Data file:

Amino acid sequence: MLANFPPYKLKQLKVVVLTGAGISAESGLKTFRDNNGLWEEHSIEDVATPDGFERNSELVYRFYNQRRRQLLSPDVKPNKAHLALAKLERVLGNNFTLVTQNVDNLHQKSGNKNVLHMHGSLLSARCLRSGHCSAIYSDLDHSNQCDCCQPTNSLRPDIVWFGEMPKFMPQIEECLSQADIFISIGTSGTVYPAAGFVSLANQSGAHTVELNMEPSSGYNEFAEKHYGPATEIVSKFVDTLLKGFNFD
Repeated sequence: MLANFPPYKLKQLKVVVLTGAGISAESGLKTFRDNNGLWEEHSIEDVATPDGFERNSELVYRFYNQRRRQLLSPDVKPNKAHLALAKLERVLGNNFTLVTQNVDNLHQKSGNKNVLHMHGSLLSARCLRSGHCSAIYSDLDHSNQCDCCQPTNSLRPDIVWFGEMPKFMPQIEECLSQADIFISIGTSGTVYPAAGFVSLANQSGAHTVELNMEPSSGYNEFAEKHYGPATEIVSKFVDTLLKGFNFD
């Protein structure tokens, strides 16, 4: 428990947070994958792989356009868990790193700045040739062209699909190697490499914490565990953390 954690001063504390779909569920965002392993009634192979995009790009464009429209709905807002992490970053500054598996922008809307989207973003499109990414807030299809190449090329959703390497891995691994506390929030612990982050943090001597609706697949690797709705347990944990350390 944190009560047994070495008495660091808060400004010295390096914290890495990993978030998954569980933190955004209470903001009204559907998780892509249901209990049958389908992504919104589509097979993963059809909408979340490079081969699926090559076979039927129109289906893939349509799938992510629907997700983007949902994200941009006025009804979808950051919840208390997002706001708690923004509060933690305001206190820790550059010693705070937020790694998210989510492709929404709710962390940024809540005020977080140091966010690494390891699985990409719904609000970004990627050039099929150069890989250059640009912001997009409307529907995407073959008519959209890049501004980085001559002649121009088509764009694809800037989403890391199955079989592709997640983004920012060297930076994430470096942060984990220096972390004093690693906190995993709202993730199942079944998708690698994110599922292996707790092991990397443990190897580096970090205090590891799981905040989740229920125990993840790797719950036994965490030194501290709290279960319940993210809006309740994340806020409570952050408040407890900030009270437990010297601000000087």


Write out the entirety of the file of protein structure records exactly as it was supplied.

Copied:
Amino acid sequence: MLANFPPYKLKQLKVVVLTGAGISAESGLKTFRDNNGLWEEHSIEDVATPDGFERNSELVYRFYNQRRRQLLSPDVKPNKAHLALAKLERVLGNNFTLVTQNVDNLHQKSGNKNVLHMHGSLLSARCLRSGHCSAIYSDLDHSNQCDCCQPTNSLRPDIVWFGEMPKFMPQIEECLSQADIFISIGTSGTVYPAAGFVSLANQSGAHTVELNMEPSSGYNEFAEKHYGPATEIVSKFVDTLLKGFNFD
Repeated sequence: MLANFPPYKLKQLKVVVLTGAGISAESGLKTFRDNNGLWEEHSIEDVATPDGFERNSELVYRFYNQRRRQLLSPDVKPNKAHLALAKLERVLGNNFTLVTQNVDNLHQKSGNKNVLHMHGSLLSARCLRSGHCSAIYSDLDHSNQCDCCQPTNSLRPDIVWFGEMPKFMPQIEECLSQADIFISIGTSGTVYPAAGFVSLANQSGAHTVELNMEPSSGYNEFAEKHYGPATEIVSKFVDTLLKGFNFD
């Protein structure tokens, strides 16, 4: 428990947070994958792989356009868990790193700045040739062209699909190697490499914490565990953390 954690001063504390779909569920965002392993009634192979995009790009464009429209709905807002992490970053500054598996922008809307989207973003499109990414807030299809190449090329959703390497891995691994506390929030612990982050943090001597609706697949690797709705347990944990350390 944190009560047994070495008495660091808060400004010295390096914290890495990993978030998954569980933190955004209470903001009204559907998780892509249901209990049958389908992504919104589509097979993963059809909408979340490079081969699926090559076979039927129109289906893939349509799938992510629907997700983007949902994200941009006025009804979808950051919840208390997002706001708690923004509060933690305001206190820790550059010693705070937020790694998210989510492709929404709710962390940024809540005020977080140091966010690494390891699985990409719904609000970004990627050039099929150069890989250059640009912001997009409307529907995407073959008519959209890049501004980085001559002649121009088509764009694809800037989403890391199955079989592709997640983004920012060297930076994430470096942060984990220096972390004093690693906190995993709202993730199942079944998708690698994110599922292996707790092991990397443990190897580096970090205090590891799981905040989740229920125990993840790797719950036994965490030194501290709290279960319940993210809006309740994340806020409570952050408040407890900030009270437990010297601000000087």